One-Third of Patients Consider Medical Cannabis Useful Against Chronic Pain

More than one third of patients living with refractory chronic pain benefited from medical cannabis, in a new study.

Recently-published real-world data suggests that medical cannabis is beneficial for reducing chronic pain, as well as improving sleep and fatigue. 

The observational study collected data from 151 patients, who were prescribed medical cannabis through the Cannabis Access Clinics group in Australia.

Participants had an average age of 55 and were all taking a 10:10 CBD to THC product manufactured by Australian cannabis company, Little Green Pharma.

The most common chronic pain conditions among patients were arthritis, neuropathic pain and other musculoskeletal pain, which is present in conditions such as fibromyalgia.

Researchers found a significant improvement in the impact of pain and “an improvement verging on significance” for pain intensity, when comparing patient questionnaires from the beginning and end of the study.

According to the findings, 33 per cent of patients found their pain intensity had improved, with an overall reduction in scores of around nine per cent. Just under half (45.2 per cent) were unchanged and 22 per cent found that things had gotten worse.

The majority of patients who reported changes to their fatigue and sleep also noted improvements with medical cannabis.

Half (49 per cent) said their sleep disturbance had improved and more than a third (36 per cent) noticed improvements in their fatigue.

Sleep and fatigue are known to be highly related to a patient’s ability to manage and cope with pain, particularly in conditions such as fibromyalgia where disturbed sleep can prevent the body from having time to repair itself.

​​Dr Anthony Ordman, a leading UK pain specialist, argues that stress and psychological trauma, often present in fibromyalgia patients, can lead to disturbed sleep patterns which prevent patients reaching stages three and four of deep sleep during which the body normally repairs itself, leading to a worsening of symptoms.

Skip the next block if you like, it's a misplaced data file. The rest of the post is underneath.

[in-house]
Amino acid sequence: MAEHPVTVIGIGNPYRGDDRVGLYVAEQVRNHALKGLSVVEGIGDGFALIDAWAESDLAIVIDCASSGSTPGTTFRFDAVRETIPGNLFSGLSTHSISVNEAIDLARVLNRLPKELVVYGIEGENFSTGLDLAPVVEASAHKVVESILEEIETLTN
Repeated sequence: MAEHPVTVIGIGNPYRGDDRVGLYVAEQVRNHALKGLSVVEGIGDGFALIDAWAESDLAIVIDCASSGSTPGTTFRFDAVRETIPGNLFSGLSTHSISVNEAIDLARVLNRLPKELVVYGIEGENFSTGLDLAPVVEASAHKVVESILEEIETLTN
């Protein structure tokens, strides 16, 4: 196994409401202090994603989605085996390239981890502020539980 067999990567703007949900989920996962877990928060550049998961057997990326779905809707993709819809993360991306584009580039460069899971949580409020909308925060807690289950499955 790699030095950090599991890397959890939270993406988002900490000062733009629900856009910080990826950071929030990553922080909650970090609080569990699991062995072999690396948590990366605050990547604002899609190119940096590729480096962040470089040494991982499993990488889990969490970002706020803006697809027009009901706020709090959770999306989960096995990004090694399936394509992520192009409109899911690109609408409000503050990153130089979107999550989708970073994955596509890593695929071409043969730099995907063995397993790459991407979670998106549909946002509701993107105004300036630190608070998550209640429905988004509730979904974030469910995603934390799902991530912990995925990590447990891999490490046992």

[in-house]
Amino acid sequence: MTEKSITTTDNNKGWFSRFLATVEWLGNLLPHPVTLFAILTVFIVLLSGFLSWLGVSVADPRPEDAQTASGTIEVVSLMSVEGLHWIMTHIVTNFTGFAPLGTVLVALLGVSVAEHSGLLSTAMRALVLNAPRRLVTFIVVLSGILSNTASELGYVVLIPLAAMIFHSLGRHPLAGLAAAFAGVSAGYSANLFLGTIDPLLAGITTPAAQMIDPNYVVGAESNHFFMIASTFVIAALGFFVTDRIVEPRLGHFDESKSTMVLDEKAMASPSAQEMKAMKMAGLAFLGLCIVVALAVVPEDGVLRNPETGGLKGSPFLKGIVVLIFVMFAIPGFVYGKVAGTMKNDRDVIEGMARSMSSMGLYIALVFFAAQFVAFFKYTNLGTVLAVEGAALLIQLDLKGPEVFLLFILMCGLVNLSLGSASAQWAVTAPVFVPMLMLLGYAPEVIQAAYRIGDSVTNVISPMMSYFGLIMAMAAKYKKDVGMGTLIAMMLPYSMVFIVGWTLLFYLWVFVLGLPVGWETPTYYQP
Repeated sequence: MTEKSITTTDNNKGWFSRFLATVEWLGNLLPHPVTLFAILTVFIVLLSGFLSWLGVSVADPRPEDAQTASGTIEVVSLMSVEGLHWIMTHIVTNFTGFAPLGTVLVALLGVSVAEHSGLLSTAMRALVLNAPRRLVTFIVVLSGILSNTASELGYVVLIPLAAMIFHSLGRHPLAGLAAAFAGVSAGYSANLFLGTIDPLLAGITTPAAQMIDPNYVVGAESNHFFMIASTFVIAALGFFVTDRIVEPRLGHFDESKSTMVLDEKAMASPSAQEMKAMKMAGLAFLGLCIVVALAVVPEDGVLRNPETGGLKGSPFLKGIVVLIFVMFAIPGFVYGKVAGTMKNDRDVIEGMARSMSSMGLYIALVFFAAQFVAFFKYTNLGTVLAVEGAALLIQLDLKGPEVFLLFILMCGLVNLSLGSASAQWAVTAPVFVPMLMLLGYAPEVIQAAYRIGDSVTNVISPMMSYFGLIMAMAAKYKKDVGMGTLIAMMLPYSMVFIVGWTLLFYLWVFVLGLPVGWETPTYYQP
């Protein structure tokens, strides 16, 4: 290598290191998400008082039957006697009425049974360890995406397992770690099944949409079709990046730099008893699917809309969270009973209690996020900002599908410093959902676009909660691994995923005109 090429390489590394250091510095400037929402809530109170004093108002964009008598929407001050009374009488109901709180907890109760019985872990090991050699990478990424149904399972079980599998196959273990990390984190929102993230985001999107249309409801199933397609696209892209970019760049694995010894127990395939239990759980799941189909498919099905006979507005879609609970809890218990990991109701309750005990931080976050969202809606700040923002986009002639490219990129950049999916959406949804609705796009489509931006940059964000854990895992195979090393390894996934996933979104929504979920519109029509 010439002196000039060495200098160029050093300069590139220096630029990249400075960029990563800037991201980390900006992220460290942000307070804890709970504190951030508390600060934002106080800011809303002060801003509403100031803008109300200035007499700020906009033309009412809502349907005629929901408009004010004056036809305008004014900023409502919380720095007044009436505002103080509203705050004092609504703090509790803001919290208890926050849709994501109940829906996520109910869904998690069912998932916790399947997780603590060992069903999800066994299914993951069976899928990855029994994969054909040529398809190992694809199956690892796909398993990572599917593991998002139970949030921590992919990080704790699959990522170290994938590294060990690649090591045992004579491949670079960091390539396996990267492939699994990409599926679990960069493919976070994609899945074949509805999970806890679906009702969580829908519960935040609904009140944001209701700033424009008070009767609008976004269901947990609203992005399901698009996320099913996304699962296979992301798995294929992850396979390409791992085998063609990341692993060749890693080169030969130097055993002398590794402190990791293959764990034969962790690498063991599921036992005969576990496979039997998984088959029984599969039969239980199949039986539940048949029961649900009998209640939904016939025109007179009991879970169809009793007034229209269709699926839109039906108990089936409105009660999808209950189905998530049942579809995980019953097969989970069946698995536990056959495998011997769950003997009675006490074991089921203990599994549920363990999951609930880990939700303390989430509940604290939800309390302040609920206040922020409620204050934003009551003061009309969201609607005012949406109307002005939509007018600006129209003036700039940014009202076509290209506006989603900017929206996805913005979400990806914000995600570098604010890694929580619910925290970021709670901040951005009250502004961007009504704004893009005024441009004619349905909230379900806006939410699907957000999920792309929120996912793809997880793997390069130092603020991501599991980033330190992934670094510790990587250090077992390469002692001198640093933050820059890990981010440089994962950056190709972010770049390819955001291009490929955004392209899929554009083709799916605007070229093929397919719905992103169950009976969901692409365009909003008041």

More than half of the patients in the study experienced at least one mild side effect from taking the product, but no serious adverse effects were reported, consistent with previous studies.

The study authors concluded: “More than one-third of patients benefited from oral medicinal cannabis, which is impactful given the refractory nature of their pain. Amelioration of the impact of pain confirms continued prescribing of this formulation and validates our observational methodology as a tool to determine the therapeutic potency of medicinal cannabinoids.”

They added: “This analysis also highlights that medicinal cannabis is not efficacious for all, a finding that is consistent with most other drug classes. Successful treatment of one-third of refractory patients has significant impacts on the total refractory population size and greatly affects the HRQoL of those who have found relief with medicinal cannabis.”





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